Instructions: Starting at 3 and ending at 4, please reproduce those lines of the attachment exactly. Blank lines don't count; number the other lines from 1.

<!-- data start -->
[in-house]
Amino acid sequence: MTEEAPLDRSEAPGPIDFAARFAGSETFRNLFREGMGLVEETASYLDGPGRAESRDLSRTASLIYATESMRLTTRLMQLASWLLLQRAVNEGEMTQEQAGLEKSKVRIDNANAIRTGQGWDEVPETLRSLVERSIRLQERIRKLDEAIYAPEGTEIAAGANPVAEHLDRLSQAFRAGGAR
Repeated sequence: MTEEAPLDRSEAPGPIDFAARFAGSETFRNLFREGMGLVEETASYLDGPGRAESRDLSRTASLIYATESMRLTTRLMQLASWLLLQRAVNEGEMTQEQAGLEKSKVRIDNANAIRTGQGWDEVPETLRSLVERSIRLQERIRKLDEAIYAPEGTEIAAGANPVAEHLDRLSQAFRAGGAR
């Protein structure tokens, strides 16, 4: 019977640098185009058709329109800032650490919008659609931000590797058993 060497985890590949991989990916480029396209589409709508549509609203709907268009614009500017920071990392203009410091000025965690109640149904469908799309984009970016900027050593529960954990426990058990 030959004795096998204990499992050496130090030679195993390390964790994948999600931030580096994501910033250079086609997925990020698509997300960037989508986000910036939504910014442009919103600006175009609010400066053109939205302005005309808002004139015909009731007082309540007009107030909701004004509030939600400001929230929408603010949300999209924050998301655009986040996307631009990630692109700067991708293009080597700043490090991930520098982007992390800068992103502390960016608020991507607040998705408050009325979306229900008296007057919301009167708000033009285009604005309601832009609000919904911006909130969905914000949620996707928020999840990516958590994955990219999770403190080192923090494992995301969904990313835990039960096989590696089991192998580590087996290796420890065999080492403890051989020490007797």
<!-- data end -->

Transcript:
Repeated sequence: MTEEAPLDRSEAPGPIDFAARFAGSETFRNLFREGMGLVEETASYLDGPGRAESRDLSRTASLIYATESMRLTTRLMQLASWLLLQRAVNEGEMTQEQAGLEKSKVRIDNANAIRTGQGWDEVPETLRSLVERSIRLQERIRKLDEAIYAPEGTEIAAGANPVAEHLDRLSQAFRAGGAR
């Protein structure tokens, strides 16, 4: 019977640098185009058709329109800032650490919008659609931000590797058993 060497985890590949991989990916480029396209589409709508549509609203709907268009614009500017920071990392203009410091000025965690109640149904469908799309984009970016900027050593529960954990426990058990 030959004795096998204990499992050496130090030679195993390390964790994948999600931030580096994501910033250079086609997925990020698509997300960037989508986000910036939504910014442009919103600006175009609010400066053109939205302005005309808002004139015909009731007082309540007009107030909701004004509030939600400001929230929408603010949300999209924050998301655009986040996307631009990630692109700067991708293009080597700043490090991930520098982007992390800068992103502390960016608020991507607040998705408050009325979306229900008296007057919301009167708000033009285009604005309601832009609000919904911006909130969905914000949620996707928020999840990516958590994955990219999770403190080192923090494992995301969904990313835990039960096989590696089991192998580590087996290796420890065999080492403890051989020490007797």